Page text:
Epstein-Barr Virus Causing Clinical Jaundice and Acute Acalculous Cholecystitis in a Previously Healthy 17-Year-Old Girl.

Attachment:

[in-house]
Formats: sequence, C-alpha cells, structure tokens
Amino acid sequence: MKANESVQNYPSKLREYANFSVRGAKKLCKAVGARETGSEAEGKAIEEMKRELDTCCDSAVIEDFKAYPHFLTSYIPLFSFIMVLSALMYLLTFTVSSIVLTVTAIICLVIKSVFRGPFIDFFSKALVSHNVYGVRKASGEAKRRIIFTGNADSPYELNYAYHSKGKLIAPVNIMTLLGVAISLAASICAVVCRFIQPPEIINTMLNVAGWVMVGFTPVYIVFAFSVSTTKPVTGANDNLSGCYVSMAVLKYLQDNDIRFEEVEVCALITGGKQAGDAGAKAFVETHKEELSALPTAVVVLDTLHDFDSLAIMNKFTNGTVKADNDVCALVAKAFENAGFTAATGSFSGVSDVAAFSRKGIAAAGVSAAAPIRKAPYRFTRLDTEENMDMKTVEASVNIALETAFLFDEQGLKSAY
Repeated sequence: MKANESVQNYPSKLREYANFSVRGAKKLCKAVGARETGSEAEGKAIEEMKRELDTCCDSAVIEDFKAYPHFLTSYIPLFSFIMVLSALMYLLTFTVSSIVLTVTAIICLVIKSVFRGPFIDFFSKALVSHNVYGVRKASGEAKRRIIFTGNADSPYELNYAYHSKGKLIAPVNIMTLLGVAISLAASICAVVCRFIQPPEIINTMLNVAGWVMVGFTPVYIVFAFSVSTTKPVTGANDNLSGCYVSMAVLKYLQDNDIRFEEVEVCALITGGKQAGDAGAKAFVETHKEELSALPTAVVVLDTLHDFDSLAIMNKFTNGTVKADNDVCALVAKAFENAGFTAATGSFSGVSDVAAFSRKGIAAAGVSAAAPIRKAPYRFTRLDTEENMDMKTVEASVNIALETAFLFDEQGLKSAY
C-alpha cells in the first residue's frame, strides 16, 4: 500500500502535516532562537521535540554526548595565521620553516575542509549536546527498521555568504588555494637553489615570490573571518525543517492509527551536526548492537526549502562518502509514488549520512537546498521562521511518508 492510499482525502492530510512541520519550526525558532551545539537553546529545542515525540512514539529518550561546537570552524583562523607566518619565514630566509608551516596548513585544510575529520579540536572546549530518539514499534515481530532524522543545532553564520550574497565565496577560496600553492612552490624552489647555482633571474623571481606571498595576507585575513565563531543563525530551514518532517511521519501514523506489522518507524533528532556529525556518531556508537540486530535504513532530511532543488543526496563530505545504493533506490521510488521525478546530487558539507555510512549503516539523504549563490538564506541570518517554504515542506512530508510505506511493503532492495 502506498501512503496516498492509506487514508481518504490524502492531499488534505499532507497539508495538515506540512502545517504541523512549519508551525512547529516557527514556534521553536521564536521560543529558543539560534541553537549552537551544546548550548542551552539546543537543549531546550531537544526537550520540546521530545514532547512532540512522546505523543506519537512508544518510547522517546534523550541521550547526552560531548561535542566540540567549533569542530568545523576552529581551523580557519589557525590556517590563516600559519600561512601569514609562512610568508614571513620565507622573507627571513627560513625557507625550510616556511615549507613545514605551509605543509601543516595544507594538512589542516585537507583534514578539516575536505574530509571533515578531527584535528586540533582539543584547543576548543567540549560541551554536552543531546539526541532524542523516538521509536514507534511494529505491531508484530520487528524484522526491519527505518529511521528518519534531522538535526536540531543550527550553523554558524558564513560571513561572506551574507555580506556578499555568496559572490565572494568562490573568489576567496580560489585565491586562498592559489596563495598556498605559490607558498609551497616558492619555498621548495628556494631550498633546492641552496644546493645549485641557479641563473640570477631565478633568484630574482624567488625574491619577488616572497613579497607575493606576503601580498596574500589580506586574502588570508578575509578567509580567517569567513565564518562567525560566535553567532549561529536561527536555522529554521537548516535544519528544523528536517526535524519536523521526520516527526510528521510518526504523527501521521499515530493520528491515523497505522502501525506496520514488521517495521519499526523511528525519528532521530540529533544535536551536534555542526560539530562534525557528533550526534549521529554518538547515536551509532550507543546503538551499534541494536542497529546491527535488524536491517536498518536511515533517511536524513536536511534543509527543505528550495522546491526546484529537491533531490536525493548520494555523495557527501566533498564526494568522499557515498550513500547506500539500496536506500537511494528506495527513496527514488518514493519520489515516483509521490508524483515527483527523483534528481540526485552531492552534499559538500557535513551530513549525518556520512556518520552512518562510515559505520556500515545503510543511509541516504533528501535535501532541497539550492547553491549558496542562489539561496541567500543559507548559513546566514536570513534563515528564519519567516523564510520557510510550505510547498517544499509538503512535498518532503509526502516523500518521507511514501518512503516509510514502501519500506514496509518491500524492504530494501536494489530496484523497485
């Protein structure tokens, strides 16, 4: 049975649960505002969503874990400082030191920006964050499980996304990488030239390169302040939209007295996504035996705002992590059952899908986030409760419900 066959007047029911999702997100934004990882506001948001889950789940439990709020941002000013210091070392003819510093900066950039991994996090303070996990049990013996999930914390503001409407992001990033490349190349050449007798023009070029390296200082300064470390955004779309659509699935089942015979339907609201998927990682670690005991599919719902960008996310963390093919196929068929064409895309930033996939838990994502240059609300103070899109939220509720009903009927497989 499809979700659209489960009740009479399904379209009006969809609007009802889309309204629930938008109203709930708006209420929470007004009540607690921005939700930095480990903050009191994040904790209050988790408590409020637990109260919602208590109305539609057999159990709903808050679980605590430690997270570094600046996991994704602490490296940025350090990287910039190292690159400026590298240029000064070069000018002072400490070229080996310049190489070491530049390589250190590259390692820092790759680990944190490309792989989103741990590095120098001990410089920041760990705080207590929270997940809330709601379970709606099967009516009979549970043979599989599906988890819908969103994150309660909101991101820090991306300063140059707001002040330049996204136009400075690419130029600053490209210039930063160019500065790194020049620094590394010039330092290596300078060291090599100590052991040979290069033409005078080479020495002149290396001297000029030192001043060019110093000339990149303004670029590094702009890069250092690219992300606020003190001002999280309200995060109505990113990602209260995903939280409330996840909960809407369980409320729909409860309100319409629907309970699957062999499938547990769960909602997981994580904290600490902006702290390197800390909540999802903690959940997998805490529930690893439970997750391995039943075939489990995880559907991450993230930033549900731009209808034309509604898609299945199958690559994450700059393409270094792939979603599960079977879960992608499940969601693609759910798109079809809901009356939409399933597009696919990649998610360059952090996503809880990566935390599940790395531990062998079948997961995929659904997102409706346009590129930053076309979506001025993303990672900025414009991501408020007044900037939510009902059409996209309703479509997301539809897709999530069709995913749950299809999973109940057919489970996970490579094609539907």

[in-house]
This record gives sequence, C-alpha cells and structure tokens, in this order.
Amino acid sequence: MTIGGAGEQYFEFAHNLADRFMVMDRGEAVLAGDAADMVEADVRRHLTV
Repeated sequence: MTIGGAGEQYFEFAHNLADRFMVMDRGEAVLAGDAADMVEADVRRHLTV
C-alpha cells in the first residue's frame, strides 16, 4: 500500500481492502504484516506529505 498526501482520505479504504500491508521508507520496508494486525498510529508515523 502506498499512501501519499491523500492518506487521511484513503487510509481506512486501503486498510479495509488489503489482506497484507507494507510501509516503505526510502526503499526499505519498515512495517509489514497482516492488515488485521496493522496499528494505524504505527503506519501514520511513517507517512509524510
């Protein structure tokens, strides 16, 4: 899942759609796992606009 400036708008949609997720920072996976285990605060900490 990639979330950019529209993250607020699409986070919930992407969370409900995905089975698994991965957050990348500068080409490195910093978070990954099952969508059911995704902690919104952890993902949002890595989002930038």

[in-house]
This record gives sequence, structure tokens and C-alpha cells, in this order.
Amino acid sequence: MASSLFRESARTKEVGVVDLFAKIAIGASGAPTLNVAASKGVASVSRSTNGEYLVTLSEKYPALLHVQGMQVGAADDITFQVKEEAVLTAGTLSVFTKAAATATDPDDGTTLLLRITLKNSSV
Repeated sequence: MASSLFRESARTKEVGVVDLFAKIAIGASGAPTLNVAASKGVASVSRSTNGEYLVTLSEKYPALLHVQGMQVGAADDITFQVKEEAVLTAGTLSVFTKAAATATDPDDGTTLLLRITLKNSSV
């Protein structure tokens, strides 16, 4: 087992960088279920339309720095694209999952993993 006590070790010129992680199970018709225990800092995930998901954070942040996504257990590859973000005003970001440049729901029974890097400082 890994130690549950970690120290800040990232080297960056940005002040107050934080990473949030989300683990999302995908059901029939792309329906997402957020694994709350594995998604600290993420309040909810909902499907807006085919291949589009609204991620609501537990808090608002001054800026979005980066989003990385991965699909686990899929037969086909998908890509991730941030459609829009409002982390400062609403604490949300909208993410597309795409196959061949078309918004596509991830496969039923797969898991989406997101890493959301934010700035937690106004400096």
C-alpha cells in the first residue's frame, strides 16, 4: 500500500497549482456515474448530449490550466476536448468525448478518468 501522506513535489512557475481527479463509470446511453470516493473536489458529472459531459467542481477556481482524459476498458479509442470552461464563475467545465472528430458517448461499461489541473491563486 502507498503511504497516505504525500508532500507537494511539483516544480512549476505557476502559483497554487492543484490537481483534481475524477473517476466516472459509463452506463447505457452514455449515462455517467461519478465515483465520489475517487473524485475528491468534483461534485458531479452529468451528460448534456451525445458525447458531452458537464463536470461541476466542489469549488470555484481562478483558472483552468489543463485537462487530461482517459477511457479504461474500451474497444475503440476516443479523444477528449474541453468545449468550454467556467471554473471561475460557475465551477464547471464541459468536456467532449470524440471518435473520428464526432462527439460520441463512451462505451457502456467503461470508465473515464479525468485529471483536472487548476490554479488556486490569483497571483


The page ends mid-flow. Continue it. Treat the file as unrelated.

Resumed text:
BACKGROUND Infectious mononucleosis secondary to Epstein-Barr Virus is a common infection in young adults. Infection usually involves a self-limiting course of fevers, sore throat, malaise, and myalgias. Transaminitis is a relatively common complication; clinical jaundice, however, is rare. This case report highlights an uncommon complication of Epstein-Barr Virus infection in which hepatocellular injury led to clinical jaundice as well as radiologic evidence of gallbladder pathology mimicking acute calculous cholecystitis. CASE REPORT A 17-year-old girl with no prior medical history presented to our Emergency Department 1 week after being diagnosed with infectious mononucleosis. She was hemodynamically stable and her physical exam was notable for scleral icterus with right upper quadrant tenderness and positive Murphy's sign. Multiple imaging modalities performed showed gallbladder wall thickening without common bile duct dilatation. A hepatobiliary iminodiacetic acid (HIDA) scan showed evidence of hepatocyte dysfunction with normal gallbladder filling. The imaging results obtained in conjunction with her laboratory testing and active infectious mononucleosis infection confirmed the patient's presentation was a result of her Epstein-Barr virus infection and did not require surgical intervention for cholecystectomy. CONCLUSIONS This case report highlights a rare complication of Epstein-Barr Virus infection and demonstrates the utility of interpreting hepatic function testing in conjunction with relevant imaging modalities in cases of clinical jaundice. By doing so, we were able to conclude the patient's gallbladder pathology was related to acute acalculous cholecystitis (AAC) and did not warrant surgical intervention. The patient was given supportive care measures and made a full recovery.